In addition to retail apparel biggies, local organic cotton manufacturing companies are venturing into the eco-friendly segment. Tamil Nadu-based Appachi Ecologic, for instance, works with organic cotton farmers and weavers for its apparel brand, Ethicus. Launched in 2009, the brand offers handloom sarees, t-shirts and baby clothes made from organic cotton, natural dyes and ahimsa silk certified by the Global Organic Textile Standard (GOTS). It also exports yarn and garments to Japan and Europe under the Ecologic brand. Says Vijayalakshmi Nachiar, director, Ethicus, “We have seen a 100% increase in sales since our inception.”

The increasing awareness of green clothing has led to the launch of several brands such as No Nasties, Indigreen, Bhu:sattva and Samtana, and also tempted smaller export companies to turn their eyes to the domestic market. “We have been exporting organic apparel through our company Organic & More to western markets for over a decade. We decided to test the Indian market seeing the considerable demand here. Sales keep increasing every season,” says Vickram Kumar, director, sales and marketing, Nino Bambino, which specialises in children’s clothing and launched in India in January 2013. Starting with a consignment of 4,000 pieces, the brand now produces over 16,000 garments in each production cycle.

Shop for a cause

Big and small brands alike charge premium prices for organic collections

Another exporter turned domestic brand is Do U Speak Green, launched in 2010, which makes clothes from organic cotton, eucalyptus fibre and recycled polyester. Says founder Shishir Goenka, “We have been exporting eco-friendly fabrics for Western markets since 2007 and realised there is potential for such a collection in India as well. Besides, I was keen on making my small contribution towards environment sustainability. ”

Most new players in the green clothing line sell online to tech-savvy consumers. Nino Bambino, Gron Stockholm and Do U Speak Green’s collections can be found on most popular e-retail sites, but many of them are now setting up brick-and-mortar shops or tying up with local distributors in the metros as well. For instance, Nino Bambino has tied up with distributors in Mumbai, Delhi, Ranchi and Gujarat, Gron Stockholm has three franchise stores in and around Delhi, while Ethicus has tied up with 40 boutiques across India.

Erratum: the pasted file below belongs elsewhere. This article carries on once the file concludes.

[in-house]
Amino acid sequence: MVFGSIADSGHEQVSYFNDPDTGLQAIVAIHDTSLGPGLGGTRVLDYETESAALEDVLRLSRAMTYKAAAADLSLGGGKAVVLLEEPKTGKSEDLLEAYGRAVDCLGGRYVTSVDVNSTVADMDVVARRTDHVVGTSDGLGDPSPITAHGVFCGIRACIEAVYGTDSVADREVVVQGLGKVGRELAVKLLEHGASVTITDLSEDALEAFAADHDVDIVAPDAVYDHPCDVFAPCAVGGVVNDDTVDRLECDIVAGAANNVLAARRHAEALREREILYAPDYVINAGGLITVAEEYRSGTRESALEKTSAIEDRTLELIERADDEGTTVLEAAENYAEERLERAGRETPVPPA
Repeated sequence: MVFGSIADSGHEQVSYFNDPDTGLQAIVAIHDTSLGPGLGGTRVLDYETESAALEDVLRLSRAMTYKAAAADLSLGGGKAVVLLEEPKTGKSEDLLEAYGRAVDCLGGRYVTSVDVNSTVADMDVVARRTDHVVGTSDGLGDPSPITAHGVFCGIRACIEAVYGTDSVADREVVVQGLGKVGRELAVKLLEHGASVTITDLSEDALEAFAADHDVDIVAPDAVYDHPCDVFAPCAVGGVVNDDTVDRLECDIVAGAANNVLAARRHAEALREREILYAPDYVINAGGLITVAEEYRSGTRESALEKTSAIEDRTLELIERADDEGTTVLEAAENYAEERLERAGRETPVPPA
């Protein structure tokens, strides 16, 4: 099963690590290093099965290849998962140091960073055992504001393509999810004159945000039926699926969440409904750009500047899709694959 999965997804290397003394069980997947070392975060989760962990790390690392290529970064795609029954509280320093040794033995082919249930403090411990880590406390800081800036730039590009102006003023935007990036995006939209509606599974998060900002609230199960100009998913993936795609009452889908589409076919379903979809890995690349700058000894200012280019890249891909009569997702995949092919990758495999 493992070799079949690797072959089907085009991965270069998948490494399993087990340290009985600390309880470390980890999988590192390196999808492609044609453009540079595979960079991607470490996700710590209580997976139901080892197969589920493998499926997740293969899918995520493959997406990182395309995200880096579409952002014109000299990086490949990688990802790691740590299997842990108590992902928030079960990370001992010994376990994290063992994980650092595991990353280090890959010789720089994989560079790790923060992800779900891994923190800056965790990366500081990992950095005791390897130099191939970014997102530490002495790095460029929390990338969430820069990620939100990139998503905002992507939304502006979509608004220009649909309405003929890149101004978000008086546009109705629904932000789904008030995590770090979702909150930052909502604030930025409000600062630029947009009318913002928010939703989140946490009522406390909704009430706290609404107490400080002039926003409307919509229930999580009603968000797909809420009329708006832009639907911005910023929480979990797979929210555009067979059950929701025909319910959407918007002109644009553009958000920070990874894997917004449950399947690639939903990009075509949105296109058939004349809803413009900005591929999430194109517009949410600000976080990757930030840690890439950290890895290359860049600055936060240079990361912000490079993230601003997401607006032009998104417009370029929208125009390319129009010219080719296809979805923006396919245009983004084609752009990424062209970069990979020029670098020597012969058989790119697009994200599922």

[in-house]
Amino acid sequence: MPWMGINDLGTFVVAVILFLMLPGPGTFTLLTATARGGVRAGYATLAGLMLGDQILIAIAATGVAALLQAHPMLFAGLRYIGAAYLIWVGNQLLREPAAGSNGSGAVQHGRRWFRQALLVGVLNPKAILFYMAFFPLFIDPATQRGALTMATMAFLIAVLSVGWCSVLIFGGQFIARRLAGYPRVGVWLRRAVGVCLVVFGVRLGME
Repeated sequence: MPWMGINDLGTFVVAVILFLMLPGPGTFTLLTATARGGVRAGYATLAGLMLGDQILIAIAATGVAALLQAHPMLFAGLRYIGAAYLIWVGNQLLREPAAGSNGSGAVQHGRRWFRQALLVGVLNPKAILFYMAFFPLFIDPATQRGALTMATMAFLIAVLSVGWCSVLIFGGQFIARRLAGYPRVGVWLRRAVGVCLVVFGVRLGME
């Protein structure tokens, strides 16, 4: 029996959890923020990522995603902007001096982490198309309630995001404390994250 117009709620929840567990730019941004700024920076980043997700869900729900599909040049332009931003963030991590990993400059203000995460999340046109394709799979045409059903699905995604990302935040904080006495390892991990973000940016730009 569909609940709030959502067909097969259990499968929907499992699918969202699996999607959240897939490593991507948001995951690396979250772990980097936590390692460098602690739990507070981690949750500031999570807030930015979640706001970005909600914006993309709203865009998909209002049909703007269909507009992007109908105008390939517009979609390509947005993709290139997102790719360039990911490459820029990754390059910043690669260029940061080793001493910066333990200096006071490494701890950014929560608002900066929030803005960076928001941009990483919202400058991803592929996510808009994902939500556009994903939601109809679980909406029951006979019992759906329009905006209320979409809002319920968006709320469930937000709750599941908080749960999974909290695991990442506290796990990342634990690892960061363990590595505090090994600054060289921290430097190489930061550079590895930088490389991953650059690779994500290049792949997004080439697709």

The clothing conundrum

It’s not an easy business, though. A major issue faced by organic labels in India is establishing authenticity. Certification bodies and audit organisations sound a note of caution in this regard. “It is important to differentiate between self-declarations about water use and organic cotton and a genuine, third-party certificate,” says Sumit Gupta, India representative, GOTS. 

The process doesn’t come cheap. Nino Bambino pays ₹2.5 lakh as annual fee for its two manufacturing units, while Do U Speak Green pays €2,000 a year. “We pay such a high price because the firms we export to compel us to comply by stringent standards,” says Goenka, adding that 80% of the company’s stock is still for the export market.

The bigger challenge is of price — organic clothing is by and large a premium offering, and the prices usually reflect that. While many manufacturers, including Gron Stockholm and Do U Speak Green, say they keep their prices on par with conventional cotton apparel, the fact remains that price remains a substantial hurdle, whether real or perceived. GOTS’ Gupta, though, thinks there are more serious issues to be tackled: “Availability of certified organic garments and consumer awareness are bigger issues than the cost in Indian retail.”

That’s probably why, while large exporters such as Arvind, Gokuldas and Alok Industries all work with organic cotton, it’s mainly for overseas markets. “We’ve been making eco-friendly apparel for over three years now, but local demand is still very low so we focus on export markets,” agrees Raj Kapur, head of marketing, Arvind Mills. Perhaps the large players will be inspired by the numbers the small guys are quoting. Nino Bambino predicts a 75% increase in sales this year from ₹25 lakh in 2013 to ₹1.1 crore. Gron Stockholm says it has witnessed a 70-75% increase in sales for the summer collection this year compared with last year, and Ethicus clocked a turnover of ₹5 crore in FY13, compared with its modest beginning of ₹10 lakh back in 2009. It’s a small beginning, but who knows, green may well become the new black.